Fix trip hazards.

Walk through every room of the house and identify potential trip hazards. Fix, remove, or repair items such as loose carpets, throw rugs, uneven flooring, electrical cords or unnecessary furniture, as well as things like old newspapers and magazines that may be piled up. Patterned rugs, especially, can cause a tripping hazard because they affect depth perception.

Keep necessary items within reach.

Limiting overreaching can be a great form of fall prevention. The potential of falling is minimized by not placing anything on shelves that are too high or need to be reached using a chair or ladder. In their bedroom specifically, your loved one’s bed should be a comfortable height, stable and firm enough to get in and out of easily. A telephone and lamp should be reachable on the bedside table. Eyeglasses, canes and walkers should also be easily accessible.

Keep the bathroom safe.

Buying rubberized slip-resistant mats both inside and outside of the shower or tub helps prevent slipping. A raised toilet seat makes it easier and safer for someone who is weak or has balance problems.

Install grab bars and handrails. 

Hire a handyman or have a family member install grab bars by toilets and bathtubs and handrails in stairways and hallways. Most seniors have lived in their homes for such a long time they may have never thought about making simple home modifications that could make aging in place a viable and safer option.

Install proper lighting. 

Poor lighting is another hazard that can cause falls. Install brighter light bulbs in each room for everyday use. Add night lights in bedrooms and bathrooms for better guidance at night. Light switches should be accessible at room entrances and at the beginning of any dark area. Automatic touch lights that turn on when you touch the base of the lamp are helpful for those with arthritis or painful joints. Adapters are available to convert existing lamps into touch-sensitive lamps.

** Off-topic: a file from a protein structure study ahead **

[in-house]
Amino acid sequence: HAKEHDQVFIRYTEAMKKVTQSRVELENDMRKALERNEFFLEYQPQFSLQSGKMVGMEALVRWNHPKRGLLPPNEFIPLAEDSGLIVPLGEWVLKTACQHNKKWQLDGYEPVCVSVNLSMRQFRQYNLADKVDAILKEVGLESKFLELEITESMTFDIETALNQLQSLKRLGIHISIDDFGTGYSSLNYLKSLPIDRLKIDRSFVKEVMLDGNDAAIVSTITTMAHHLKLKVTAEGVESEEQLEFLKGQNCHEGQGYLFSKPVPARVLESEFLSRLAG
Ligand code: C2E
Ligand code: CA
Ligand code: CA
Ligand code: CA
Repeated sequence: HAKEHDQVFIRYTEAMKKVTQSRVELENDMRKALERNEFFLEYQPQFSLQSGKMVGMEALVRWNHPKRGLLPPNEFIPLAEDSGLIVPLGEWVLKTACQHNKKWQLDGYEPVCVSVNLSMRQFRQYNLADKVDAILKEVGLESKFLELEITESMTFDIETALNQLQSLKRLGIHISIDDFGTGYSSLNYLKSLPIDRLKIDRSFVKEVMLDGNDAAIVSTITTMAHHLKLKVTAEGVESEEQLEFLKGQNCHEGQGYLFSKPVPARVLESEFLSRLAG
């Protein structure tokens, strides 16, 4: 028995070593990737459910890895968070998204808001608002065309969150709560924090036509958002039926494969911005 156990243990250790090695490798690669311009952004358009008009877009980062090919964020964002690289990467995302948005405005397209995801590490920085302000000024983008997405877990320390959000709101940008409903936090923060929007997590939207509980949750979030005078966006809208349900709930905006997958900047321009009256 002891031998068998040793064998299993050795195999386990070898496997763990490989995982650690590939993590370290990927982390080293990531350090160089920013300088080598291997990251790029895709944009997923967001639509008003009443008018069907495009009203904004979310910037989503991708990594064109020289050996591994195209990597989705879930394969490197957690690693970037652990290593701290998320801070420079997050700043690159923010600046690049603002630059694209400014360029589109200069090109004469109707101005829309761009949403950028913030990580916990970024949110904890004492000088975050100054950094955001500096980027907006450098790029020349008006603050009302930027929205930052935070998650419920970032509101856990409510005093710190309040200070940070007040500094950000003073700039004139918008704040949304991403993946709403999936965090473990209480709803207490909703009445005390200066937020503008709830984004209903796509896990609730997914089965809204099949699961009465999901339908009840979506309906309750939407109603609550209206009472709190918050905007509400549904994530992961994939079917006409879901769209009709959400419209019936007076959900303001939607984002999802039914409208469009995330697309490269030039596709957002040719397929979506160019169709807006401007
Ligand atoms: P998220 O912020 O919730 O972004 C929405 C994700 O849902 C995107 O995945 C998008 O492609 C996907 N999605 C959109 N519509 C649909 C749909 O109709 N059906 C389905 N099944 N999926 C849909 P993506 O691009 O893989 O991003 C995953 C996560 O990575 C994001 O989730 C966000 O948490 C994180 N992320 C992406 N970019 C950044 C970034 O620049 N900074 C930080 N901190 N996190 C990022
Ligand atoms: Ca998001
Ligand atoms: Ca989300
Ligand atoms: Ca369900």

Encourage shoes, even in the home. 

Preventing falls at home can be as simple as wearing sensible shoes. Socks might be more comfortable, but they can also be slippery. Encourage your loved one to wear shoes, even inside the house. Shoes should have low heels and good tread.

Make sure to keep shoelaces tied or Velcro firmly fastened. If your loved one chooses to wear slippers, they should have rubber soles and should not be worn outside.

Remember outdoor safety.

Step edges should be marked with reflective tape that is designed for outdoor use. Traction tape on stair treads will minimize the chance of falls when the stairs are wet. Using a contrasting color adhesive strip along the edge of the threshold will make it more visible. Leaves, moss, snow and ice can cause serious falls. Paths and sidewalks that are raised and cracked create a hazard.

Promote balance.